The horsemeat scandal led to a huge dent in public confidence in the global supply chain. While this has pushed food provenance to the forefront of debate in this area and prompted an official government review into food standards, it actually builds upon work already underway at the industry level intended to provide consumers with greater clarity around the food and drink products they purchase.

The Food Information Regulations EU 1169/2011 (commonly known as ‘the 1169 regs’) set out a standardised format for how information should be displayed on product packaging. These new rules range from clearly declaring allergen information right down to font size. The regulations come into force in December this year, and we are working with industry to ensure that the thousands of affected businesses get their product packages altered in time for this change. Needless to say, the cost to the industry in terms of time and resource is considerable.

With this in mind, the recent West Yorkshire Trading Standards figures published by The Guardian – in which one-third of products tested were found to be mislabelled – make for alarming reading (‘Third of food products fail authenticity tests, report finds,’, 10 February).

The stated intention of the 1169 regs is to enable consumers to make more informed choices, which in turn should lead to greater confidence in the control they feel they have over their own diets. However, these regulations will inevitably fail to drive up confidence among consumers if the only shift in standards they see is an aesthetic change to product labels.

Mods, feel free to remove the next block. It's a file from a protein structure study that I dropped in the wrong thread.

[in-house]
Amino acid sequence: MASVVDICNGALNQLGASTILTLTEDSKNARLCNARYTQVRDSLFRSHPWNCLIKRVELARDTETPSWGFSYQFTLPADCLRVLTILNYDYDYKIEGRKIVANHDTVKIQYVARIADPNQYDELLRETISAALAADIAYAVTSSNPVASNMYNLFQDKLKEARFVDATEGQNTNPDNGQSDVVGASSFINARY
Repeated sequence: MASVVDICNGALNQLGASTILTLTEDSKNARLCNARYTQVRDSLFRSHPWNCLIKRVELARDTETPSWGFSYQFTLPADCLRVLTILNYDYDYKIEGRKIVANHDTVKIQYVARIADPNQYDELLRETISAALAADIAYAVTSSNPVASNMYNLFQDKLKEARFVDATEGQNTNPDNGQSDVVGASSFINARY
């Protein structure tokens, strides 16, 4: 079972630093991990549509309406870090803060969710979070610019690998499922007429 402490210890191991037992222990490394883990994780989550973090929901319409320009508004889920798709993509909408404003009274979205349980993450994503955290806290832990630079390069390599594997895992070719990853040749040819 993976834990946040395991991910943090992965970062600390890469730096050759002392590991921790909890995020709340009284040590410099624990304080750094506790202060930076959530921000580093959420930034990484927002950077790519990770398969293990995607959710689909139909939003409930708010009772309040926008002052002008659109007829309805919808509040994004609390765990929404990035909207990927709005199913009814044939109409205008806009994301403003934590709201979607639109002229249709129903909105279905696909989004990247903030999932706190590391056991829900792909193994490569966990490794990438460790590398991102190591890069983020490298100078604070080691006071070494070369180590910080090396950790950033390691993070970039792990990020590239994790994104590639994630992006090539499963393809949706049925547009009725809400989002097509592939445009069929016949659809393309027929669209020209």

There are three elements that need to be improved in order to properly rebuild trust in the global supply chain:

  • The communication of product content for consumers at the point of purchase – this is the intention behind the 1169 regs;
  • Increased visibility between trading partners – we are also working with industry to understand the need for improved traceability systems that will enable complete visibility of products and their ingredients throughout the entire supply chain, from farm to fork; and
  • Monitoring and enforcement – even the most accurate and standardised labelling in the world, backed up by the most stringent traceability systems, are going to do little for consumer confidence if the supporting enforcement processes fail to deter and stamp out instances of fraud where they occur.

If there is a failure at any of these three points, consumer confidence that they are getting exactly what is communicated on a product label can never be fully achieved.

The industry will be going through a lot of change this year in order to be ready for the new regulations, and that change comes at significant expense and effort on the part of affected businesses.

All stakeholders involved in this area have a clear responsibility to ensure that this work not only restores consumer confidence, but drives it up to new heights.

Gary Lynch is CEO of GS1 UK